One of my favorite street art books is Untitled, so upon receiving the sequel, Unitled II: The Beautiful Renaissance, in the mail last weekend, I couldn’t wait to read it and see if the sequel could live up my expectations.
In short, it does. For £19.95, you can get a well printed hardcover art book just shy of 200 pages long that could easily retail for more than that in high street shops.
Most of my favorite artists are included in Untitled II: My all time favorite Gaia image is on the cover, there are some cool shots of Banksy’s work, Swoon, Mark Jenkins, PosterBoy, Roa, WK Interact, Judith Supine, Blu and many many more.
Untitled II feels like the compiler (Gary Shove) really just sat around one day and said, “here’s some stuff that I’m really digging at the moment” and turned it into a book. And I mean that in a good way. The whole thing feels very holistic and it doesn’t seem like he’s tried to cram in certain artists just to say “yeah this book includes a photo of X’s work.” There are a few sections which are generally organized, like the section on New Orleans or the one on Norway, but really it’s just pictures that look nice together. And the quality of the photos is top notch. I just pulled a half dozen street art books out off my shelf to compare, and it is clear that the guys behind Untitled II have spared no expense in printing or finding the best photos.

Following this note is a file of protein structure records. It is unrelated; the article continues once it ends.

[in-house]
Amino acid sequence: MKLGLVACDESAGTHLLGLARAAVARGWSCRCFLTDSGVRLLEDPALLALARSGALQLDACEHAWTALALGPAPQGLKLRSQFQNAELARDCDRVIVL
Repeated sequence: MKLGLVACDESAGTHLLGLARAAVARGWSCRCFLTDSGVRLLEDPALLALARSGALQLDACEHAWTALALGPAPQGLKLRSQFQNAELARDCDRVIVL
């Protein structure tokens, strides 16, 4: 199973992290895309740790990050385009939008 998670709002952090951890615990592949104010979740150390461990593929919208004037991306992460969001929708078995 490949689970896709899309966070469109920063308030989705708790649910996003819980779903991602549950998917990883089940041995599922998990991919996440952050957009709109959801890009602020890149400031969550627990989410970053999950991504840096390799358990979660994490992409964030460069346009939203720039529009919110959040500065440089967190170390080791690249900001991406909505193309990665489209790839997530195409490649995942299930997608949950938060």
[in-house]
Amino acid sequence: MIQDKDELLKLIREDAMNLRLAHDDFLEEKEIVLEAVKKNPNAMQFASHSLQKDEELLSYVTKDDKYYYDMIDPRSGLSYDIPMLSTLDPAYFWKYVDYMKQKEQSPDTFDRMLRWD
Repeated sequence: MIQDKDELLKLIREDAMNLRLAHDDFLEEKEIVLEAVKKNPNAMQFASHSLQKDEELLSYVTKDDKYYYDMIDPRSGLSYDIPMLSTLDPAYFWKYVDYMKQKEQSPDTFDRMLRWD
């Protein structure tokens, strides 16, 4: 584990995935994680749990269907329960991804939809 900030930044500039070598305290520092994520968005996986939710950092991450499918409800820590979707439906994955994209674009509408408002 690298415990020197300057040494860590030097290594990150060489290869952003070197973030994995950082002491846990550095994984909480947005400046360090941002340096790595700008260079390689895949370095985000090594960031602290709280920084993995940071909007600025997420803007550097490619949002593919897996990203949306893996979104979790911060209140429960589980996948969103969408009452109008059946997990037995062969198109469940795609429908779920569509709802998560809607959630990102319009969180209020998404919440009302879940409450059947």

But the truth is that pictures are only half the story with Untitled II. The text alone is reason to buy this book.
Too many people in art take themselves too seriously. Not so in Untitled II. The end of the book carries this disclaimer: “None of the words and spaces contained herein have any relevance to any of the photographs. They are only included to keep the pictures company and make us look cleverer than we actually are.”
You know how Banksy includes little bits of text in Wall and Piece? Think that sort of thing but taking up way more space. The text either proves that the writers are geniuses, or, much more likely, very good at BSing like geniuses. And those sort of texts are always fun to read when you know there is a bit of a humerous conceit to the whole thing.
Untitled II also includes a DVD called Storytelling. It has a few short films on it like Spending Time with PosterBoy plus Living Decay, a film about street art in Norway.
This isn’t the book you want if you’re looking for a serious book about street art, or if you’re just getting introduced to the genre, but for people who already know the street art scene well, this Untitled II deserves a spot on your bookshelf.